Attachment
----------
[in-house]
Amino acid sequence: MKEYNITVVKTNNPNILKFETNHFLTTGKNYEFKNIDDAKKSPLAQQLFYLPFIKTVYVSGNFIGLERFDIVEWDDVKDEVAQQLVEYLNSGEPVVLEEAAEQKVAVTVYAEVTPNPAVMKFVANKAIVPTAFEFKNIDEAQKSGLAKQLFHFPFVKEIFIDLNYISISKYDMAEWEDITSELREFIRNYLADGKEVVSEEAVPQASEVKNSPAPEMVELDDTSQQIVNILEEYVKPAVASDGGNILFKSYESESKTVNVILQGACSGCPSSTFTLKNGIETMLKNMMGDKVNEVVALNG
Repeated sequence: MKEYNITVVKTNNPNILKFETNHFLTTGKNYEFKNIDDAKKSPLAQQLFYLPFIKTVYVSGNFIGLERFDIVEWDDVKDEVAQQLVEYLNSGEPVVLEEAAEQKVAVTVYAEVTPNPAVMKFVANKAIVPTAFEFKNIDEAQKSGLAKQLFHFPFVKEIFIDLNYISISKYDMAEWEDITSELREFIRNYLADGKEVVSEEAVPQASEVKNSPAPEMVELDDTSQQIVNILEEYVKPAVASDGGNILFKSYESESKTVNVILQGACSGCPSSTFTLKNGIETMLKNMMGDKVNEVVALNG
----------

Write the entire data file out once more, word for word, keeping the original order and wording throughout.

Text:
[in-house]
Amino acid sequence: MKEYNITVVKTNNPNILKFETNHFLTTGKNYEFKNIDDAKKSPLAQQLFYLPFIKTVYVSGNFIGLERFDIVEWDDVKDEVAQQLVEYLNSGEPVVLEEAAEQKVAVTVYAEVTPNPAVMKFVANKAIVPTAFEFKNIDEAQKSGLAKQLFHFPFVKEIFIDLNYISISKYDMAEWEDITSELREFIRNYLADGKEVVSEEAVPQASEVKNSPAPEMVELDDTSQQIVNILEEYVKPAVASDGGNILFKSYESESKTVNVILQGACSGCPSSTFTLKNGIETMLKNMMGDKVNEVVALNG
Repeated sequence: MKEYNITVVKTNNPNILKFETNHFLTTGKNYEFKNIDDAKKSPLAQQLFYLPFIKTVYVSGNFIGLERFDIVEWDDVKDEVAQQLVEYLNSGEPVVLEEAAEQKVAVTVYAEVTPNPAVMKFVANKAIVPTAFEFKNIDEAQKSGLAKQLFHFPFVKEIFIDLNYISISKYDMAEWEDITSELREFIRNYLADGKEVVSEEAVPQASEVKNSPAPEMVELDDTSQQIVNILEEYVKPAVASDGGNILFKSYESESKTVNVILQGACSGCPSSTFTLKNGIETMLKNMMGDKVNEVVALNG